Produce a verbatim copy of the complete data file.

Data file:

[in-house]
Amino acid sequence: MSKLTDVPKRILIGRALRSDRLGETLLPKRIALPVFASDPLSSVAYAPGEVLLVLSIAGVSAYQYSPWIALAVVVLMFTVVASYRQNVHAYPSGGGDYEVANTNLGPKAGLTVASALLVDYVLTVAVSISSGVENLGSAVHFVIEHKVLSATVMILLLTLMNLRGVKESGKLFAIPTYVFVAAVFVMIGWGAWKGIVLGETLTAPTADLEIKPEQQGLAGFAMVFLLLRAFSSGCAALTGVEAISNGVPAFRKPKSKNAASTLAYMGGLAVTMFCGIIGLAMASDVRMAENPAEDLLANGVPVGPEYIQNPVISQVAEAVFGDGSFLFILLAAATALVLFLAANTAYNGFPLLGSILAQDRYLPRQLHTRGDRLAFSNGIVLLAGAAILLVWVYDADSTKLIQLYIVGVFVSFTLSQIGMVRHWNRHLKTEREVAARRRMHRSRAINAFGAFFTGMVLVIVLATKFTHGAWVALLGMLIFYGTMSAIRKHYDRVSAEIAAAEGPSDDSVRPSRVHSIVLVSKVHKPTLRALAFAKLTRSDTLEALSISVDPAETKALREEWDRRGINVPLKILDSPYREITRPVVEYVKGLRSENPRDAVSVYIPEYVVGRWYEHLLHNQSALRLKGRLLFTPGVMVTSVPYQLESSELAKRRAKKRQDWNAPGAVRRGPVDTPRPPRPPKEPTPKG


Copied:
[in-house]
Amino acid sequence: MSKLTDVPKRILIGRALRSDRLGETLLPKRIALPVFASDPLSSVAYAPGEVLLVLSIAGVSAYQYSPWIALAVVVLMFTVVASYRQNVHAYPSGGGDYEVANTNLGPKAGLTVASALLVDYVLTVAVSISSGVENLGSAVHFVIEHKVLSATVMILLLTLMNLRGVKESGKLFAIPTYVFVAAVFVMIGWGAWKGIVLGETLTAPTADLEIKPEQQGLAGFAMVFLLLRAFSSGCAALTGVEAISNGVPAFRKPKSKNAASTLAYMGGLAVTMFCGIIGLAMASDVRMAENPAEDLLANGVPVGPEYIQNPVISQVAEAVFGDGSFLFILLAAATALVLFLAANTAYNGFPLLGSILAQDRYLPRQLHTRGDRLAFSNGIVLLAGAAILLVWVYDADSTKLIQLYIVGVFVSFTLSQIGMVRHWNRHLKTEREVAARRRMHRSRAINAFGAFFTGMVLVIVLATKFTHGAWVALLGMLIFYGTMSAIRKHYDRVSAEIAAAEGPSDDSVRPSRVHSIVLVSKVHKPTLRALAFAKLTRSDTLEALSISVDPAETKALREEWDRRGINVPLKILDSPYREITRPVVEYVKGLRSENPRDAVSVYIPEYVVGRWYEHLLHNQSALRLKGRLLFTPGVMVTSVPYQLESSELAKRRAKKRQDWNAPGAVRRGPVDTPRPPRPPKEPTPKG